Conservatives rightly rail against “welfare” programs such as food stamps. This is especially true when these programs are abused, but it is true in general as well. The government simply should not be in the business of redistributing wealth, and certainly not of giving direct handouts, especially to people who are perfectly capable of working.
But did you know that business corporations receive far more in direct handouts than do these maligned individuals—often backed by conservatives and conservative politicians? And the numbers will startle you. According to a report by watchdog organization “Open the Books,” Fortune 100 companies received direct handouts of over $1.2 Trillion between 2000 and 2012.
Food stamp costs, even after skyrocketing since 2009, amounted to less than half of that during the same period.
And these are not the indirect, so-called “subsidies” often condemned by the left (such as “tax breaks” for big oil companies, etc.). These are direct payments, etc.
Norm Singleton of Campaign for Liberty passed along a report on the study from earlier this year:
Too many companies in America, from Boeing to AT&T, have come to regard government as a giant customer. They cheerlead for big government because they are among its chief beneficiaries.
So why hasn’t it happened? Why haven’t Republicans pledged to end corporate welfare as we know it? Part of the explanation is that too many politicians have gotten confused about the difference between free-market capitalism and crony capitalism. Democrats love welfare of any kind and seem to relish the idea of making big business government-dependent. President Obama, with his stimulus plans and his green-energy giveaways, has been a master at that.
The business interests have also gotten away with their taxpayer heist for too long by pretending that business subsidies are just a small, inconsequential part of the budget. Actually, it’s a surprisingly large mountain of cash — even if it is well hidden. This week an Illinois-based watchdog group, Open the Books, issued a new report that scrupulously tallies up all federal grants, loans, direct payments, and insurance subsidies flowing to individuals and companies. It examined all accounts from the Department of Commerce to the Department of Transportation and found that corporate-welfare payments from the federal government to the Fortune 100 companies, from 2000 to 2012, amounted to $1.2 trillion. I recommend a visit to the website openthebooks.com, if you can stomach it.
That $1.2 trillion number does not include the hundreds of billions of dollars in housing, bank, and auto-company bailouts in 2008 and 2009, because those payments are kept mostly invisible in the federal-agency books. It also doesn’t include the asset purchases of the Federal Reserve, indirect subsidies such as the ethanol mandate that enriches large agribusinesses like Archer Daniels Midland, or special tax breaks for wind and solar manufacturers.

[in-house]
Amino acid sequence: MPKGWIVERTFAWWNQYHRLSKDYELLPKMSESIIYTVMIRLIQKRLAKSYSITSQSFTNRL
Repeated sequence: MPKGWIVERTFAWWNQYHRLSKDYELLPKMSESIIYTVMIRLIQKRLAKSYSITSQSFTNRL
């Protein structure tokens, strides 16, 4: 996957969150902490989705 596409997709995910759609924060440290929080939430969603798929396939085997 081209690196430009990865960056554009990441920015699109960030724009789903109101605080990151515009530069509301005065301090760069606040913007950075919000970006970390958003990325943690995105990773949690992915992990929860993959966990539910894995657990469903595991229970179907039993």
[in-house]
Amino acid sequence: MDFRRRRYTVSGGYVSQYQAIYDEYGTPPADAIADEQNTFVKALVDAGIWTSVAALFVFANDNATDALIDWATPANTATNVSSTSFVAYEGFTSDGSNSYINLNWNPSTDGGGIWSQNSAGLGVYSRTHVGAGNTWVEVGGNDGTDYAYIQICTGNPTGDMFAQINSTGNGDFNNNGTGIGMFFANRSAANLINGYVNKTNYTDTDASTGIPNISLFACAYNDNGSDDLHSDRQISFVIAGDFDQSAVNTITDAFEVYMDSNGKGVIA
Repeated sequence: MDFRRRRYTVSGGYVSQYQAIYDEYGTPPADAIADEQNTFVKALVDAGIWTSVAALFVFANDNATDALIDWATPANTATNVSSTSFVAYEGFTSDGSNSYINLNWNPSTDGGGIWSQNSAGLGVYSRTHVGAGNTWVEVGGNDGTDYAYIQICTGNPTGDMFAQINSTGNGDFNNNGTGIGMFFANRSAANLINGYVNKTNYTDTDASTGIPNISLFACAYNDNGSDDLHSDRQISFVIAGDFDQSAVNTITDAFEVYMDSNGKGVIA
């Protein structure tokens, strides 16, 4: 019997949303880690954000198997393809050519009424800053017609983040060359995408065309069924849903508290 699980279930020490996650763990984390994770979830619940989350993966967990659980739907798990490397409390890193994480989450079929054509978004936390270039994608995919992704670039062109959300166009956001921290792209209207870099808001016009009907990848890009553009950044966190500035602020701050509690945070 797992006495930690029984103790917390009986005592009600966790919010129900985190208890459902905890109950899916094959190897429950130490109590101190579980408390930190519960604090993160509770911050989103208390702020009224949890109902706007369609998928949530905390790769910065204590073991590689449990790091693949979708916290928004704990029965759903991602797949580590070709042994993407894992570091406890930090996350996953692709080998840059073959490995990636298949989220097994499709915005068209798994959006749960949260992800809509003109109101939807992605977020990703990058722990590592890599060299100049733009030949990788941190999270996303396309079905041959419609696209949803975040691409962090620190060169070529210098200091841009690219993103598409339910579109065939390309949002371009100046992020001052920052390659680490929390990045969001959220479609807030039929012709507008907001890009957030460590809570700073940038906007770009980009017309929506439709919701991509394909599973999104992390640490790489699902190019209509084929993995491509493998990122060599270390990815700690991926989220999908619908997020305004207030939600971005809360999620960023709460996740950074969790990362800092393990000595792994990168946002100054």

Most of the payments Open the Books uncovered were contracts between government agencies and private firms. The largest of these are military-procurement deals with such firms as Lockheed Martin ($392 billion), General Dynamics ($170 billion), and United Technologies ($73 billion). At least taxpayers get services in exchange for these tax dollars. Still, the overall size of the government-industrial complex makes it all the harder to cut federal spending, because the recipients of all this money become high-roller lobbying forces for higher appropriations.
Far less defensible is the $21.3 billion that was doled out in the form of outright income-transfer subsidies to corporate America. On average, each Fortune 100 company received about $200 million in such handouts. So who are the major corporate-welfare queens? The biggest grant recipients were General Electric ($380 million), followed by General Motors ($370 million), Boeing ($264 million), Archer Daniels Midland ($174 million), and United Technologies ($160 million).
A couple things on this. First, this is exactly the problem I discussed in several places in Restoring America. Whether in regard to local government, state or federal government, the problem is the same, and it is widespread. Some business always has its hand in the pot, and this creates all kinds of problems of special interest and conflict, as well as opportunities for political propaganda (“jobs!”). Lobbying efforts by these enriched companies then help fund the same politicians to keep their seats. It’s a cozy relationship of power and privilege. Also, in my chapters on markets and defense, this problem comes to the fore. It needs more sunlight and more action to cut it out root and branch.
Secondly, it’s worth calling a spade a spade here. This is not just the equivalent of food stamps for the rich. It is an aspect of what should properly be called national corporatism, or corporate fascism. Yes, indeed, this is food stamps for fascists. And while our system does not have all the hallmarks of the classic fascist regimes, it has many, and the economic structure of national corporatism is one of them. Pinpointing where this went wrong may be tricking, as far as origins goes, but the greatest early proponent of it was the American Fascist himself, Theodore Roosevelt.
Isn’t 100+ years of corporate fascism enough? Isn’t 100+ years of the warfare-welfare state enough?